Predictions made prior to the NFL Week 3 based on the results of those games
Week 3 will be one of the more exciting NFL weekends in recent history!
First, the Saints will, umm, something with the Chiefs...
Then how about the 49ers, who will, with the Vikings...
And then there will be the Music City Miracle, but doesn't make sense, because that happened during the 1999 playoffs...
Somehow the Cardinals, Falcons and Texans will all be in the same category after week 3...
Predictions are not coming easy this week. Something fishy is in the air.
Not fishy. Fishal. Ficial. Officials!
Week 3 will be one of the more exciting NFL weekends in recent history, and yet all anyone will be talking about will be the replacement officials.
It won't be good talk, like:
"Did you see how far that guy threw his flag? What an arm!"
"How about the decision making by the referee! That guy has football-smarts."
"The way the line judge followed the play down the field - what a tremendous athlete!"
No the talk will be more like what will be heard reverberating throughout M&T Stadium in Baltimore on Sunday night - something Al Michaels will refer to as "manure."
Officials are at their best when they are neither seen nor heard. Unfortunately for the NFL, the replacement officials will be seen, heard, and then seen and heard again and again as highlights on SportsCenter will not be of the players making plays, but players reacting to officials calling those plays.
To be fair, ESPN has been showing highlights (or lowlights) of the officials since week 1, because even calling the plays correctly was a reason to be amazed.
The NFL had to know that the replacement officials would be more scrutinized than the actual officials ever were, or will be. Heck, during another time of year, the NFL would want that to be the case!
The NFL prides itself in being a year-round talking point, always having something coming up on the calendar. But with this situation, the NFL blew a prime opportunity. All it had to do was have the replacement officials work the preseason games and then bring in the regular officials right before week one. That way, everyone would be interested in the preseason, talking about the preseason, arguing about the preseason, but no real games would be affected.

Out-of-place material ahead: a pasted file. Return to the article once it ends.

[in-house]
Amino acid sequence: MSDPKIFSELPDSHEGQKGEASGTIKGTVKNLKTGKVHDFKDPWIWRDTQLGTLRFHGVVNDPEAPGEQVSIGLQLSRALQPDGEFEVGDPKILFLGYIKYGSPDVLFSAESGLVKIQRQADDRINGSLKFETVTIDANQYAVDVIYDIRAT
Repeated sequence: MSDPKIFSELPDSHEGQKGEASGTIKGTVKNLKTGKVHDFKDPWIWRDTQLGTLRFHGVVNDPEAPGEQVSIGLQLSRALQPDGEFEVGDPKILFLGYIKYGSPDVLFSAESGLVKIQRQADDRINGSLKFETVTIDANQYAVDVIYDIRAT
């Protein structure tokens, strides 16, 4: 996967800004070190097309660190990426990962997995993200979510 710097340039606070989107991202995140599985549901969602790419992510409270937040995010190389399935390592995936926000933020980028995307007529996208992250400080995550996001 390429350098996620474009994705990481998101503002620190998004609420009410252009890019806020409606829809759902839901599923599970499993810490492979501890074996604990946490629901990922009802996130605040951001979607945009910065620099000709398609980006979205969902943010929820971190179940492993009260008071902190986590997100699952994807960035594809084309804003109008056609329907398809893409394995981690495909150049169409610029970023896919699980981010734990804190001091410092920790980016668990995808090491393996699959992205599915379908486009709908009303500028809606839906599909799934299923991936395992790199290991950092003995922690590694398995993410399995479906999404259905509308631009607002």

Now real games have been and will continue to be affected and it almost might be a better idea to keep the replacement officials in for the whole season - maybe that way, every team will get screwed equally.
Strangely enough, the owners, including the ones whose teams are affected by poor officiating, will remain quiet on the whole "let's-get-the-real-officials-back" front. So Roger Goodell, who works for the owners, will be the whipping boy for everyone with a pen (or a blog), while the owners will go unmentioned.
What should also be mentioned is that these replacement officials did not ask to be thrown into the spotlight like this. Goodell and the owners put the NFL in this position and these replacement officials were asked to help out. Because of the actions of Goodell and the owners, these poor officials are way over their head and they are being ripped apart because of it. Time to stop pointing fingers at them and start calling out those who can actually change this for the better.
Now that we've waded through the screaming about the officials, we've arrived at a few predictions.
The Giants won't understand what the big deal is with having replacements while they demolish the long-handed Panthers.
You know that desire that everyone has to show up their former employer and making them regret letting you go?
Ladies and gentlemen, I give you Kevin Kolb!
During the Eagles' loss to the Cardinals, after the 89th hit of the game on Michael Vick, Philadelphia head coach Andy Reid will ask if anyone called "no backsies" on the Kolb/Antonio Rodgers-Cromartie trade.
NFL announcers will trip all over themselves trying not to say "Roger Goodell" in relation to "replacement officials," so they will replace "Roger Goodell" with "The NFL."
As in, "The NFL" should really do something about these replacement officials.
As in, "The NFL" really bungled this whole situation.
As in, what was "The NFL" thinking?!
It will take 47 games before an announcer will finally point out that the replacement officials are less to blame than "The NFL" himsel- er, itself.
Thank you, Cris Collinsworth.
Prior to the Monday Night Football game between the Packers and the Seahawks, the question on everyone's lips will be, "did the Packers learn anything from the end of the first half of their playoff game against the Giants last season"?
After their loss to the Seahawks, the answer will be a resounding, "NO."
Fortunately for the Packers, the actions of the replacement officials (and "the NFL"), will allow them to escape without receiving too much grief.
Well, kind of.